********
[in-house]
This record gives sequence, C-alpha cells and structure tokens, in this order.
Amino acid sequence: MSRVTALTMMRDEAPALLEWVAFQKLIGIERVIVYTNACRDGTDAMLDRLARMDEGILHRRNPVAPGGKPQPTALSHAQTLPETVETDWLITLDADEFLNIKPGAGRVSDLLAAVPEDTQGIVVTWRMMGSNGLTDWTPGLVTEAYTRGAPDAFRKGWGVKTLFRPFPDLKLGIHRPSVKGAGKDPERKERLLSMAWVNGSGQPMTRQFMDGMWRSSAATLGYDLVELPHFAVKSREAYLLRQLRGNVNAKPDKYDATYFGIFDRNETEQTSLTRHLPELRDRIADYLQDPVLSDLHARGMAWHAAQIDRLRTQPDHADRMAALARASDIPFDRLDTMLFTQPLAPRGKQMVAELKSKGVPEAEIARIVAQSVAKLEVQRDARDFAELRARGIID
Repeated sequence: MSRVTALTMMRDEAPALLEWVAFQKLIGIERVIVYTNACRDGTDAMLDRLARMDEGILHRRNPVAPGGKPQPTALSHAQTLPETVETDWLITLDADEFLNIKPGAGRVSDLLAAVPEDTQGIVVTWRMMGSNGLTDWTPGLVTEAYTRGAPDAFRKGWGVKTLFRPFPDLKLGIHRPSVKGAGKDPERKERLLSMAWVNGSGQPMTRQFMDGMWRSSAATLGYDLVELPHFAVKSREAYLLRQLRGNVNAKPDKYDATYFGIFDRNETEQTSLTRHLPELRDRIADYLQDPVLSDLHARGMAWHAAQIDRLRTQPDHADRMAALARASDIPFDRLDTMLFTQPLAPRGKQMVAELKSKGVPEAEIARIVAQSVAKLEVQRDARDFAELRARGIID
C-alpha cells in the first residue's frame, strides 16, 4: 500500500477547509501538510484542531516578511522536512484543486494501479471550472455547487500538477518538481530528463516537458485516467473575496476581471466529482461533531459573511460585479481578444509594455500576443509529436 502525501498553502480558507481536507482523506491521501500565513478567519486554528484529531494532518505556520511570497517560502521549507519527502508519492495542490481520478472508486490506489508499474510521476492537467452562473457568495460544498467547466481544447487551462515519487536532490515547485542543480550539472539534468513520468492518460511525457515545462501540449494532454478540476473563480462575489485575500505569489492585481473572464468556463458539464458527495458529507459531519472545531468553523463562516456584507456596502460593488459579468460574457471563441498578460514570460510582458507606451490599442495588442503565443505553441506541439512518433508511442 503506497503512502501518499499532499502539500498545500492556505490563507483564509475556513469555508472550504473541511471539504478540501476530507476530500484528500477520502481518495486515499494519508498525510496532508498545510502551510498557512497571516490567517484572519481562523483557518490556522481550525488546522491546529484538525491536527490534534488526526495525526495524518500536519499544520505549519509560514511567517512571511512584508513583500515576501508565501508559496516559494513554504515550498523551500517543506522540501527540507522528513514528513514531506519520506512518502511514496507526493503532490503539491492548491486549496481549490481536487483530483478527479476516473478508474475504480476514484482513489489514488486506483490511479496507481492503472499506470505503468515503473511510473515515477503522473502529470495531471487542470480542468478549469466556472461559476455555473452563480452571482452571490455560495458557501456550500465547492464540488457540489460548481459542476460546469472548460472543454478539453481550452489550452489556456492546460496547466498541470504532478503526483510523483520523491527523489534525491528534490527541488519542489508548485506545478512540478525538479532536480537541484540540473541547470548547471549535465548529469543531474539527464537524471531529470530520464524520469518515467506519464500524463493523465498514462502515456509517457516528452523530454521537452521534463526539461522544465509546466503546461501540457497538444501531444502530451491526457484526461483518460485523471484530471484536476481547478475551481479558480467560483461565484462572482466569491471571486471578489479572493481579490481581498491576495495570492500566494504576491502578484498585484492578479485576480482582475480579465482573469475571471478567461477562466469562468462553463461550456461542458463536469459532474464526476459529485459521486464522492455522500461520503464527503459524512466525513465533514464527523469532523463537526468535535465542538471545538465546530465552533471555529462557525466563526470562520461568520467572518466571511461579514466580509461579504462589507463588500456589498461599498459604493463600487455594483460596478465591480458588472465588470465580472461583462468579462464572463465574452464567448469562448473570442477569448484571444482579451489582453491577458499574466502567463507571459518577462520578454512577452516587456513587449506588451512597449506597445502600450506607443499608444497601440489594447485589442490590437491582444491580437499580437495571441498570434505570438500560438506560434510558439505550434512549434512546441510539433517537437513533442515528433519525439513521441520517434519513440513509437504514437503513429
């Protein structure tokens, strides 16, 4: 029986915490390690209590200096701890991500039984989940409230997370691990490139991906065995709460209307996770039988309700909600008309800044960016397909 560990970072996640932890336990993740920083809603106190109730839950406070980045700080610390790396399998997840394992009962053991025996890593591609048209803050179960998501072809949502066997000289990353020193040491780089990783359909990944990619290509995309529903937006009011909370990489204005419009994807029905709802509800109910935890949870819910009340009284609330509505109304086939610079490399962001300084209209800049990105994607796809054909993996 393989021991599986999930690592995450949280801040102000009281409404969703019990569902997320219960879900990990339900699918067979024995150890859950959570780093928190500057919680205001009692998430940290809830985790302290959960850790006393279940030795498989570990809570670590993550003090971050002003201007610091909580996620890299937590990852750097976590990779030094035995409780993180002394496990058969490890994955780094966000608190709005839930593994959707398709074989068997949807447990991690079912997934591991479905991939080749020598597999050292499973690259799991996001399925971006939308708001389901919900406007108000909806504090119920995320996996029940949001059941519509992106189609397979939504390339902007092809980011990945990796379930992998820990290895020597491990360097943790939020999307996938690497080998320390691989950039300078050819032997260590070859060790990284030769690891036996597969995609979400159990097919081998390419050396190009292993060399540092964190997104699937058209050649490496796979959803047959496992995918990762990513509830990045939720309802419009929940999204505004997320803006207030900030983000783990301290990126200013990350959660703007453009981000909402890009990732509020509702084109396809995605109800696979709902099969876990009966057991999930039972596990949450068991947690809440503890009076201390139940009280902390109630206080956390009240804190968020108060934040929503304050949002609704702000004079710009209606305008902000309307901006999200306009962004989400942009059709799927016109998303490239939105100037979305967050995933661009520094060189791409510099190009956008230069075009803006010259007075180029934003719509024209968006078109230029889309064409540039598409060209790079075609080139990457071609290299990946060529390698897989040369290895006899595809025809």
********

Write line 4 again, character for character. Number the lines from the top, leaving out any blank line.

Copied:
Repeated sequence: MSRVTALTMMRDEAPALLEWVAFQKLIGIERVIVYTNACRDGTDAMLDRLARMDEGILHRRNPVAPGGKPQPTALSHAQTLPETVETDWLITLDADEFLNIKPGAGRVSDLLAAVPEDTQGIVVTWRMMGSNGLTDWTPGLVTEAYTRGAPDAFRKGWGVKTLFRPFPDLKLGIHRPSVKGAGKDPERKERLLSMAWVNGSGQPMTRQFMDGMWRSSAATLGYDLVELPHFAVKSREAYLLRQLRGNVNAKPDKYDATYFGIFDRNETEQTSLTRHLPELRDRIADYLQDPVLSDLHARGMAWHAAQIDRLRTQPDHADRMAALARASDIPFDRLDTMLFTQPLAPRGKQMVAELKSKGVPEAEIARIVAQSVAKLEVQRDARDFAELRARGIID